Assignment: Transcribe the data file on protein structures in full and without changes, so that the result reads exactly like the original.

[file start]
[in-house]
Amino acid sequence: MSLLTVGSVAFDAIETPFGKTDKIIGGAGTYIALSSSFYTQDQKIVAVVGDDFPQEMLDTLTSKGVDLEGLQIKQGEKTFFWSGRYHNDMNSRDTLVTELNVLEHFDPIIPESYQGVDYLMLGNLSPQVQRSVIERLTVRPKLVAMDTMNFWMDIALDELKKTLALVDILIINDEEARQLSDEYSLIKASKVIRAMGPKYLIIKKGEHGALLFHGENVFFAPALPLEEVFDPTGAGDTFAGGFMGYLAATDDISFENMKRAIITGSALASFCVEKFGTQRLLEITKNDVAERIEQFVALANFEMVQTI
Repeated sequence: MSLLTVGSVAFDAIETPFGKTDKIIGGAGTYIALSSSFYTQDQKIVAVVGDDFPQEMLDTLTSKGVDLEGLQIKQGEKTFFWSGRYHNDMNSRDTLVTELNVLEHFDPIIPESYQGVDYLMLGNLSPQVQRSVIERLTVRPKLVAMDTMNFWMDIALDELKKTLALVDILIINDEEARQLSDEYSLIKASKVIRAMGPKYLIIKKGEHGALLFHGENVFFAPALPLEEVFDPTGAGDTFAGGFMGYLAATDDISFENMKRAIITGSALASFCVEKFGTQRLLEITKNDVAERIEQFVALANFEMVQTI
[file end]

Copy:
[in-house]
Amino acid sequence: MSLLTVGSVAFDAIETPFGKTDKIIGGAGTYIALSSSFYTQDQKIVAVVGDDFPQEMLDTLTSKGVDLEGLQIKQGEKTFFWSGRYHNDMNSRDTLVTELNVLEHFDPIIPESYQGVDYLMLGNLSPQVQRSVIERLTVRPKLVAMDTMNFWMDIALDELKKTLALVDILIINDEEARQLSDEYSLIKASKVIRAMGPKYLIIKKGEHGALLFHGENVFFAPALPLEEVFDPTGAGDTFAGGFMGYLAATDDISFENMKRAIITGSALASFCVEKFGTQRLLEITKNDVAERIEQFVALANFEMVQTI
Repeated sequence: MSLLTVGSVAFDAIETPFGKTDKIIGGAGTYIALSSSFYTQDQKIVAVVGDDFPQEMLDTLTSKGVDLEGLQIKQGEKTFFWSGRYHNDMNSRDTLVTELNVLEHFDPIIPESYQGVDYLMLGNLSPQVQRSVIERLTVRPKLVAMDTMNFWMDIALDELKKTLALVDILIINDEEARQLSDEYSLIKASKVIRAMGPKYLIIKKGEHGALLFHGENVFFAPALPLEEVFDPTGAGDTFAGGFMGYLAATDDISFENMKRAIITGSALASFCVEKFGTQRLLEITKNDVAERIEQFVALANFEMVQTI